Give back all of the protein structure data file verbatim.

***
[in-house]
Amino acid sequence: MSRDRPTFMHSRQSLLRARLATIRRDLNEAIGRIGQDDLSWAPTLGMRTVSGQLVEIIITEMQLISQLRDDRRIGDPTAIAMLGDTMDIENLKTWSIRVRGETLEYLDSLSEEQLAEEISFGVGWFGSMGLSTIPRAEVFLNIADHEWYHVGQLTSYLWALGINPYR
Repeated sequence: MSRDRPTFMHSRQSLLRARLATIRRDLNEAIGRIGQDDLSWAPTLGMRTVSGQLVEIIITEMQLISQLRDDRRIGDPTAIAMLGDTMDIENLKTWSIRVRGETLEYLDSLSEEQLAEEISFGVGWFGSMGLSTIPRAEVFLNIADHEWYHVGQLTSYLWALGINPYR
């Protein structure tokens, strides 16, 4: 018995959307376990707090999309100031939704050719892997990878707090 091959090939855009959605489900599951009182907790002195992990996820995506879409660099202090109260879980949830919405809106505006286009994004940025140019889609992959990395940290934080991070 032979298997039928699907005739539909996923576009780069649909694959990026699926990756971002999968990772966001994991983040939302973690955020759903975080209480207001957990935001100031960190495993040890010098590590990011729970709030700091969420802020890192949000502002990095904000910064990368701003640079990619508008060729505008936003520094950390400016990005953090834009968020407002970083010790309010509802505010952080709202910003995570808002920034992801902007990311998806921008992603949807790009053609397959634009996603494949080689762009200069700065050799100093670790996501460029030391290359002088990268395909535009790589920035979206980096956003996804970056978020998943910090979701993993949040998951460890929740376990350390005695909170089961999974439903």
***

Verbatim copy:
[in-house]
Amino acid sequence: MSRDRPTFMHSRQSLLRARLATIRRDLNEAIGRIGQDDLSWAPTLGMRTVSGQLVEIIITEMQLISQLRDDRRIGDPTAIAMLGDTMDIENLKTWSIRVRGETLEYLDSLSEEQLAEEISFGVGWFGSMGLSTIPRAEVFLNIADHEWYHVGQLTSYLWALGINPYR
Repeated sequence: MSRDRPTFMHSRQSLLRARLATIRRDLNEAIGRIGQDDLSWAPTLGMRTVSGQLVEIIITEMQLISQLRDDRRIGDPTAIAMLGDTMDIENLKTWSIRVRGETLEYLDSLSEEQLAEEISFGVGWFGSMGLSTIPRAEVFLNIADHEWYHVGQLTSYLWALGINPYR
């Protein structure tokens, strides 16, 4: 018995959307376990707090999309100031939704050719892997990878707090 091959090939855009959605489900599951009182907790002195992990996820995506879409660099202090109260879980949830919405809106505006286009994004940025140019889609992959990395940290934080991070 032979298997039928699907005739539909996923576009780069649909694959990026699926990756971002999968990772966001994991983040939302973690955020759903975080209480207001957990935001100031960190495993040890010098590590990011729970709030700091969420802020890192949000502002990095904000910064990368701003640079990619508008060729505008936003520094950390400016990005953090834009968020407002970083010790309010509802505010952080709202910003995570808002920034992801902007990311998806921008992603949807790009053609397959634009996603494949080689762009200069700065050799100093670790996501460029030391290359002088990268395909535009790589920035979206980096956003996804970056978020998943910090979701993993949040998951460890929740376990350390005695909170089961999974439903």